Here's the place to talk about our departed loved ones -- friends, family members, tour buddies, and others we've lost along the way.
Our friend in music John Perry Barlow figured it out pretty early in life, and we are all the richer because of it.
Many of us used his lyrics as mantras for life, taking us down paths that needed no road...and now, now he needs no road, and we travel on.
Thank you John Barlow for gracing our lives, for sharing your gifts, for giving us so much. Priceless.
Know you will be missed by many and honored by so many more.
Rest in Peace.
Subject says it all.
We will always remember your crazy laugh, your rippin’ Guitar playing, your love of helping people, and what a beautiful soul you still are. 24 is far to young. I know you are playing with Jerry, Jimi Tom, and Stevie Ray, because that’s what heaven would be to you. Fare Thee Well my dear son.
...didn't think this day could get any worse...stay strong...
you said don't come around here no more but, damn it'll suck not seeing you anymore!
There will be peace in the valley for me, oh Lord I pray
(There'll be no sadness, no sorrow, my Lord,
no trouble, trouble I see)
There will be peace in the valley for me
Well the bear will be gentle
And the wolf will be tame
And the lion shall lay down, down by the lamb, oh yes
And the beasts from the wild
Shall be led by a child
And I'll be changed, changed from this creature that I am, oh yes
There Will Be Peace In The Valley someday....
...he sure could sing a tune. His songwriting, presentation on stage and honest delivery of those songs could stir one's heart.
Thanks for the decades of music, thanks for helping us understand life, thanks for helping us to feel safe. You are one larger than life member of our musical family, and we can smile inside knowing...
...That you're waiting from the backroads
By the rivers of our memories
Ever smilin' ever gentle on our minds...
Close your eye for a couple of minutes and give him a listen if'n you have a chance.
Rest in Peace Glen Campbell.
By Craig Davis ~ TDS Taper
Last night I bore witness to one of the most exhilarating, unique and incredible musical events I have ever experienced, all in celebration of the life of Col. Bruce Hampton. The Col. (ret.) can't rightfully be accused of inventing jam music (for better or for worse) but damned if he didn't shepherd it along for over 30 years. Sitting there from the 2nd row for close to 4 hours last night as members of Widespread Panic, the Allman Bros, Blues Traveler, Govt Mule, The Rolling Stones, Leftover Salmon, R.E.M., Tedeschi Trucks, etc rotated on and off stage was magical and awe-inspiring. No one mailed it in like so many benefit concerts. People played like it mattered with an intensity and passion befitting Col. Bruce. Maybe it's because I've gotten older, had my priorities & passions redirected to my boys, or just list some of my enthusiasm for it but I find myself getting taken "there" by music less and less in recent years. Last night brought it back note by note and it felt incredible.
The encore started with a crazed spacey Zambiland into Lovlight as 30+ musicians filled the stage. As solos started making the rounds Col. Bruce walked over to the kid from School of Rock and motioned for him to start ripping. He then went down to a knee and seemingly gently down against a monitor. He stayed there through the kid's solo and it seemed like a classic one of the Col's gags. He told me once how he loved to tell the audience at every show that it was someone in the band's birthday. You just knew once the song got back around to the chorus he would jump up and tell us to turn on our lovelight or else start singing from the ground - which I have also seen him do. Pure theater was the Col's way. He was 1/3 musician, 1/3 showman and 1/3 carnival barker. Then the song stretched and stretched and you could see the faces on the musicians not 15 feet away who had been smiling and laughing and pointing begin to tighten up. As the crew ran in stage finally sensing this was real, Susan Tedeschi cut the song and show short and they tried to pull a curtain across the stage.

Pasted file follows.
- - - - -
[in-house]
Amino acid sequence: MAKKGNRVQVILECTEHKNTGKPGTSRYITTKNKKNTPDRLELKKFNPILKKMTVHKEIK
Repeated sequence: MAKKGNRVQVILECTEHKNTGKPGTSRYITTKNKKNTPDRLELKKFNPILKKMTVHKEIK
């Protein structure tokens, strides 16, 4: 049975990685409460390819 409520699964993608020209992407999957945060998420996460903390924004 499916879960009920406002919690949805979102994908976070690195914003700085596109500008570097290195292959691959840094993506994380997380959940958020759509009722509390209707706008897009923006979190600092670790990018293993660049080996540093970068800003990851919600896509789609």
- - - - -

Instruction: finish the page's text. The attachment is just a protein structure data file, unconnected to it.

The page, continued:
Standing in the pit we could see side stage that EMTs were furiously - and I mean with lightening speed and pressure - administering CPR and chest compressions. At that point they pulled those side stage curtains shut and staff urged folks to leave.
As we hit the street it was obvious most folks had no clue what had even happened. There was joy in the air. As an ambulance later pulled away near us I noted the crew in the back were sitting still rather than working on the patient we believed to be Col Bruce inside. Never a good sign.
By the time we downed waters and gatorades last night it was clear he had passed away.
Only the Col. could have his wake and his birthday at the same time. It was befitting him with surreal joyousness and poignancy. I will spend some time processing what I experienced. The joy and the disbelief and now the loss of a musician I love. I have a picture of Col. Bruce and I somewhere at home. Taken at Alley Katz as we were deep into a long discussion about pro wrestling, baseball and music. The Col told me I knew all I needed to get by in life with my knowledge of those three topics. It was a special moment for me.
Rest easy Col. Bruce. Thank you for taking me along on your journey and helping to lead me along my own for the last 30 years.
It has been two years today that Dale left this space, and I sure miss him so very much. Every day there is something to bring a memory to mind.
Miss shaking our bones at the shanty listening to the Grateful Dead, just living life. I miss everything about him.
Know my love will not fade away
Farewell to an original rock 'n roller